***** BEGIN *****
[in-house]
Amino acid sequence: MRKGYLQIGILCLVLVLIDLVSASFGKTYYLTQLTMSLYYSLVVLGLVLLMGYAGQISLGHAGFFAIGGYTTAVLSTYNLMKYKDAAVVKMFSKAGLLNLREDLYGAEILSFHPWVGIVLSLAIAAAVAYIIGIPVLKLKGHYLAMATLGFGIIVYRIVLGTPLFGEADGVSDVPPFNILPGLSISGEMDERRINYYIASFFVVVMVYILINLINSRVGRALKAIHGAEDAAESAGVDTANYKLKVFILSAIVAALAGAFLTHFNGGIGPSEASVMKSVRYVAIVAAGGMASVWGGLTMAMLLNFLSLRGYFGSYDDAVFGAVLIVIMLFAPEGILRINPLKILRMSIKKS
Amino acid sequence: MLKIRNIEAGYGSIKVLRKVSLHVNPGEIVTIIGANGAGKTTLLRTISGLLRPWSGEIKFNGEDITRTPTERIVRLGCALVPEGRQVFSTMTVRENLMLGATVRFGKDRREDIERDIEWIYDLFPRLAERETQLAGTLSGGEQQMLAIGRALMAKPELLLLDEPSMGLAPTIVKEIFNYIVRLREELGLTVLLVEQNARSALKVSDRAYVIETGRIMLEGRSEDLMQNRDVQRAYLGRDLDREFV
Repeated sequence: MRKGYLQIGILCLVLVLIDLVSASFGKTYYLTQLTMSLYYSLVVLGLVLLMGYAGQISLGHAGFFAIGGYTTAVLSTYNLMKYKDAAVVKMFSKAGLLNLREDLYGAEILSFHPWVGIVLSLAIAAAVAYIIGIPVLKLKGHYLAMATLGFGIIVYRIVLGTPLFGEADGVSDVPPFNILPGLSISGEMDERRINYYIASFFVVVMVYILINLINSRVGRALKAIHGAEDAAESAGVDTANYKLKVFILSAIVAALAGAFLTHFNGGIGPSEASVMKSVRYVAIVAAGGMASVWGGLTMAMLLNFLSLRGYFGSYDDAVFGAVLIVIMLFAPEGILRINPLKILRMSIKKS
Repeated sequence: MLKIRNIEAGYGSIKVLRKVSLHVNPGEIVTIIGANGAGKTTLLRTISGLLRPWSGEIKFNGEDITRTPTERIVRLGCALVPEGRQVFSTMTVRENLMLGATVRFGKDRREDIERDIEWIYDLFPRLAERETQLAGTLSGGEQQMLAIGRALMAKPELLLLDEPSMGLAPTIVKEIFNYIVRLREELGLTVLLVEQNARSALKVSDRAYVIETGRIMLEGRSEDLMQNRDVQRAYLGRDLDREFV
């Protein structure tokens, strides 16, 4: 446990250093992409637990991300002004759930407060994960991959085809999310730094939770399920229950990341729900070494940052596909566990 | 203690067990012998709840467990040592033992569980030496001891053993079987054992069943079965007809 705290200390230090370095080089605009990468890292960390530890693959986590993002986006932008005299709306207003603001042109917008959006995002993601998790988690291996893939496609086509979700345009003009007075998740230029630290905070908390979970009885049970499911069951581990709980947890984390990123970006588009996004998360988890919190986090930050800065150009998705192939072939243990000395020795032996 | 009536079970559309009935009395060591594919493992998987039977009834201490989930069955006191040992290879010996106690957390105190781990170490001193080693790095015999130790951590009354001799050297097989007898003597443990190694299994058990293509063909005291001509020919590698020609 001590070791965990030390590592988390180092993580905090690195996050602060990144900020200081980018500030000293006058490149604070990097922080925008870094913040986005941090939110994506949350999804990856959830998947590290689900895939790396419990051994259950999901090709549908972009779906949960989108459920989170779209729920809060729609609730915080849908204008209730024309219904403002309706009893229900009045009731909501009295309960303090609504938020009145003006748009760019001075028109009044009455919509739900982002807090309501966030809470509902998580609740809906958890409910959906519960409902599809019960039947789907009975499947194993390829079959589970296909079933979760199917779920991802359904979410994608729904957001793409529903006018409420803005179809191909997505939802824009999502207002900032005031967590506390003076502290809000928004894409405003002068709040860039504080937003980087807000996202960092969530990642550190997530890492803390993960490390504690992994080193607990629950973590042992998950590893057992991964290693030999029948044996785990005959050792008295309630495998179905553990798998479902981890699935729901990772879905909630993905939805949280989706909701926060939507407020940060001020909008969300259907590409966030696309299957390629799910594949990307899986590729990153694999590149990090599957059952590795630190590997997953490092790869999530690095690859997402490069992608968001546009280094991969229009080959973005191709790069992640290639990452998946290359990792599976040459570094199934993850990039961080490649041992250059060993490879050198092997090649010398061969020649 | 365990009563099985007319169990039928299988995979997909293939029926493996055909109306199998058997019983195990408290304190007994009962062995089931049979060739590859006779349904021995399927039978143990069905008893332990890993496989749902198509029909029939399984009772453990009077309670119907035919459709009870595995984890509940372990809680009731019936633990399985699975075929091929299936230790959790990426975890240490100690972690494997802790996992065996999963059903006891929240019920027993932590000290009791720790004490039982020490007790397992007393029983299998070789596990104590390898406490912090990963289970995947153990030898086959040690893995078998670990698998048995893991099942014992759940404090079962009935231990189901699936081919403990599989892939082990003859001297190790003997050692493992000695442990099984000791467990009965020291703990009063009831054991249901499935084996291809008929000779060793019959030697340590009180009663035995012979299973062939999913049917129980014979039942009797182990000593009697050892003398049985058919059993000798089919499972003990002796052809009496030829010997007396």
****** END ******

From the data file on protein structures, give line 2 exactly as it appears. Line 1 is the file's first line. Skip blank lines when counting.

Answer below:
Amino acid sequence: MRKGYLQIGILCLVLVLIDLVSASFGKTYYLTQLTMSLYYSLVVLGLVLLMGYAGQISLGHAGFFAIGGYTTAVLSTYNLMKYKDAAVVKMFSKAGLLNLREDLYGAEILSFHPWVGIVLSLAIAAAVAYIIGIPVLKLKGHYLAMATLGFGIIVYRIVLGTPLFGEADGVSDVPPFNILPGLSISGEMDERRINYYIASFFVVVMVYILINLINSRVGRALKAIHGAEDAAESAGVDTANYKLKVFILSAIVAALAGAFLTHFNGGIGPSEASVMKSVRYVAIVAAGGMASVWGGLTMAMLLNFLSLRGYFGSYDDAVFGAVLIVIMLFAPEGILRINPLKILRMSIKKS